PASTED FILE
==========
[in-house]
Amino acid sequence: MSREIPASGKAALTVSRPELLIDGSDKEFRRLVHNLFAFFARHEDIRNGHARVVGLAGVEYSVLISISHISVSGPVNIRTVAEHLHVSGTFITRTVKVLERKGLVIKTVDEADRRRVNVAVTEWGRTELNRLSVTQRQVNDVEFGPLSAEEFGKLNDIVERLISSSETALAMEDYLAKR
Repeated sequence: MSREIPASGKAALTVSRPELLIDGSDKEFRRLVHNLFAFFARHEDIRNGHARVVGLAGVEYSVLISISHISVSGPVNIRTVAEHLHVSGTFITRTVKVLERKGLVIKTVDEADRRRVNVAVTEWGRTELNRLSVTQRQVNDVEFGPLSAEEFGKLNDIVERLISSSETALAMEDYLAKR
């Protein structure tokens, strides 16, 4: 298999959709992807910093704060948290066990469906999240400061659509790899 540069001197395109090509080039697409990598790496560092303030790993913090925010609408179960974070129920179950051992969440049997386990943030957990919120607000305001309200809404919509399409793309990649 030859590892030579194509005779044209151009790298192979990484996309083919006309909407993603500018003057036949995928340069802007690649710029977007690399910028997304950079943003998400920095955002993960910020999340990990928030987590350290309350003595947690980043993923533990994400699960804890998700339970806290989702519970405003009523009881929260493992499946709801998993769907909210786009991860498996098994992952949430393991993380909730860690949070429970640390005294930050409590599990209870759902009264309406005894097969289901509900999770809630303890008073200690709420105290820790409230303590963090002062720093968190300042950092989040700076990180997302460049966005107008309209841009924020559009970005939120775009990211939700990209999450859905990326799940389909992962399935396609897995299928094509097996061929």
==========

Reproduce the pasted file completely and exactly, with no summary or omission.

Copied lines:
[in-house]
Amino acid sequence: MSREIPASGKAALTVSRPELLIDGSDKEFRRLVHNLFAFFARHEDIRNGHARVVGLAGVEYSVLISISHISVSGPVNIRTVAEHLHVSGTFITRTVKVLERKGLVIKTVDEADRRRVNVAVTEWGRTELNRLSVTQRQVNDVEFGPLSAEEFGKLNDIVERLISSSETALAMEDYLAKR
Repeated sequence: MSREIPASGKAALTVSRPELLIDGSDKEFRRLVHNLFAFFARHEDIRNGHARVVGLAGVEYSVLISISHISVSGPVNIRTVAEHLHVSGTFITRTVKVLERKGLVIKTVDEADRRRVNVAVTEWGRTELNRLSVTQRQVNDVEFGPLSAEEFGKLNDIVERLISSSETALAMEDYLAKR
């Protein structure tokens, strides 16, 4: 298999959709992807910093704060948290066990469906999240400061659509790899 540069001197395109090509080039697409990598790496560092303030790993913090925010609408179960974070129920179950051992969440049997386990943030957990919120607000305001309200809404919509399409793309990649 030859590892030579194509005779044209151009790298192979990484996309083919006309909407993603500018003057036949995928340069802007690649710029977007690399910028997304950079943003998400920095955002993960910020999340990990928030987590350290309350003595947690980043993923533990994400699960804890998700339970806290989702519970405003009523009881929260493992499946709801998993769907909210786009991860498996098994992952949430393991993380909730860690949070429970640390005294930050409590599990209870759902009264309406005894097969289901509900999770809630303890008073200690709420105290820790409230303590963090002062720093968190300042950092989040700076990180997302460049966005107008309209841009924020559009970005939120775009990211939700990209999450859905990326799940389909992962399935396609897995299928094509097996061929």